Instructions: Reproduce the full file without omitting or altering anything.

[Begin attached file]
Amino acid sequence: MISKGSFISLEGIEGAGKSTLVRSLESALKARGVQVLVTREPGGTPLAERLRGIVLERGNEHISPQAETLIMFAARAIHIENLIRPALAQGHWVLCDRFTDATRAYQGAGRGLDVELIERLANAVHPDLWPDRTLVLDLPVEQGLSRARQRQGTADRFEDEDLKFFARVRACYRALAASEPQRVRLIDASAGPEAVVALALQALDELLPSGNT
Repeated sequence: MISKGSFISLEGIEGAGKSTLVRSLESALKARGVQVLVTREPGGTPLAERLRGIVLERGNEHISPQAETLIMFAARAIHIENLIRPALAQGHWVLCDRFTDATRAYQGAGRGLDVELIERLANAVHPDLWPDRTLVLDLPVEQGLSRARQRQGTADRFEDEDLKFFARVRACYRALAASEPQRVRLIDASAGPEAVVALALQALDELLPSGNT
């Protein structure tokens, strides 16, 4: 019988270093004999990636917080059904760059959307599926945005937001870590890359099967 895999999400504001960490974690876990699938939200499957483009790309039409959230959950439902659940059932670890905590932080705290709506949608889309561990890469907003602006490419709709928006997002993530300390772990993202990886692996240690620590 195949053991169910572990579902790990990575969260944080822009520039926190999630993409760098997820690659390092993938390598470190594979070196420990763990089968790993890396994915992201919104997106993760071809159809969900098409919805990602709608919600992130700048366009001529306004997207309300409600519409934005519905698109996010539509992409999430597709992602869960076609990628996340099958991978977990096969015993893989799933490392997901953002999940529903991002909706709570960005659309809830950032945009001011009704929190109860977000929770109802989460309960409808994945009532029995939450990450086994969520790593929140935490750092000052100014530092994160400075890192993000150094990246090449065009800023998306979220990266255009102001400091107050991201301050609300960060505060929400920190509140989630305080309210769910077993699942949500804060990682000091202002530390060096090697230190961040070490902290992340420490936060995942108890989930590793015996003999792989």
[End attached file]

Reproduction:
Amino acid sequence: MISKGSFISLEGIEGAGKSTLVRSLESALKARGVQVLVTREPGGTPLAERLRGIVLERGNEHISPQAETLIMFAARAIHIENLIRPALAQGHWVLCDRFTDATRAYQGAGRGLDVELIERLANAVHPDLWPDRTLVLDLPVEQGLSRARQRQGTADRFEDEDLKFFARVRACYRALAASEPQRVRLIDASAGPEAVVALALQALDELLPSGNT
Repeated sequence: MISKGSFISLEGIEGAGKSTLVRSLESALKARGVQVLVTREPGGTPLAERLRGIVLERGNEHISPQAETLIMFAARAIHIENLIRPALAQGHWVLCDRFTDATRAYQGAGRGLDVELIERLANAVHPDLWPDRTLVLDLPVEQGLSRARQRQGTADRFEDEDLKFFARVRACYRALAASEPQRVRLIDASAGPEAVVALALQALDELLPSGNT
């Protein structure tokens, strides 16, 4: 019988270093004999990636917080059904760059959307599926945005937001870590890359099967 895999999400504001960490974690876990699938939200499957483009790309039409959230959950439902659940059932670890905590932080705290709506949608889309561990890469907003602006490419709709928006997002993530300390772990993202990886692996240690620590 195949053991169910572990579902790990990575969260944080822009520039926190999630993409760098997820690659390092993938390598470190594979070196420990763990089968790993890396994915992201919104997106993760071809159809969900098409919805990602709608919600992130700048366009001529306004997207309300409600519409934005519905698109996010539509992409999430597709992602869960076609990628996340099958991978977990096969015993893989799933490392997901953002999940529903991002909706709570960005659309809830950032945009001011009704929190109860977000929770109802989460309960409808994945009532029995939450990450086994969520790593929140935490750092000052100014530092994160400075890192993000150094990246090449065009800023998306979220990266255009102001400091107050991201301050609300960060505060929400920190509140989630305080309210769910077993699942949500804060990682000091202002530390060096090697230190961040070490902290992340420490936060995942108890989930590793015996003999792989």